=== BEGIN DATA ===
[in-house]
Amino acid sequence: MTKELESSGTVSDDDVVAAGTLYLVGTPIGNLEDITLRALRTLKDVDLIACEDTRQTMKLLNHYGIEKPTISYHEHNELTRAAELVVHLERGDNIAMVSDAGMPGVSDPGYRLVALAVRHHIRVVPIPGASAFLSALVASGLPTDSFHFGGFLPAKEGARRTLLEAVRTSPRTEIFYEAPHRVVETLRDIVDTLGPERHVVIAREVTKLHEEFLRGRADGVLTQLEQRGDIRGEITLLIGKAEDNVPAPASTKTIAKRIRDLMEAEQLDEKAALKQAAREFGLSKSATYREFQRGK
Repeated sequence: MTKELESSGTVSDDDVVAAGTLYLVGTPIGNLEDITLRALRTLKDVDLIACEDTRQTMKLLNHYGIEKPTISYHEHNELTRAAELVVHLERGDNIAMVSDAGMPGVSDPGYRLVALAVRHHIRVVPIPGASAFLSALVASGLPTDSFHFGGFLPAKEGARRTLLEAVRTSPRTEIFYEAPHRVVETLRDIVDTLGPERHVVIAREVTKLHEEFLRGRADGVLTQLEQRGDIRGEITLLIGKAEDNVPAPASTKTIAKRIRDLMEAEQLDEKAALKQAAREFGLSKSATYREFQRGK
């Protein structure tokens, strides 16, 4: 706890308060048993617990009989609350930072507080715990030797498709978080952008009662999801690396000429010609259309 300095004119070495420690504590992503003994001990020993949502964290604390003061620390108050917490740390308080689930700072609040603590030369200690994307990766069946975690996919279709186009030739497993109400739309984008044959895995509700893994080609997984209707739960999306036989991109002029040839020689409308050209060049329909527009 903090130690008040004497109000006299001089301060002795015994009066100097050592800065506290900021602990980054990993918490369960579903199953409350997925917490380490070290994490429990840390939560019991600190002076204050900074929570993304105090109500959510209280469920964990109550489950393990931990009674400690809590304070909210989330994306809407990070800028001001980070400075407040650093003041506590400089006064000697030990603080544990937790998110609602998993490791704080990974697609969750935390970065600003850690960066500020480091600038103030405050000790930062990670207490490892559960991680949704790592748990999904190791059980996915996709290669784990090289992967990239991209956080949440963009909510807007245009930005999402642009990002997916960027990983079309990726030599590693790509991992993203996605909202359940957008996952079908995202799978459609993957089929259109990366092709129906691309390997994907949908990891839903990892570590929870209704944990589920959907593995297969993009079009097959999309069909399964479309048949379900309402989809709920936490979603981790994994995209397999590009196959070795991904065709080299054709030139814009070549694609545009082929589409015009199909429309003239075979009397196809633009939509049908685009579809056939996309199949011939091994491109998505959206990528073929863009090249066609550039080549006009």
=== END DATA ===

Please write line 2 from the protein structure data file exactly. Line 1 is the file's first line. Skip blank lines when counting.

Amino acid sequence: MTKELESSGTVSDDDVVAAGTLYLVGTPIGNLEDITLRALRTLKDVDLIACEDTRQTMKLLNHYGIEKPTISYHEHNELTRAAELVVHLERGDNIAMVSDAGMPGVSDPGYRLVALAVRHHIRVVPIPGASAFLSALVASGLPTDSFHFGGFLPAKEGARRTLLEAVRTSPRTEIFYEAPHRVVETLRDIVDTLGPERHVVIAREVTKLHEEFLRGRADGVLTQLEQRGDIRGEITLLIGKAEDNVPAPASTKTIAKRIRDLMEAEQLDEKAALKQAAREFGLSKSATYREFQRGK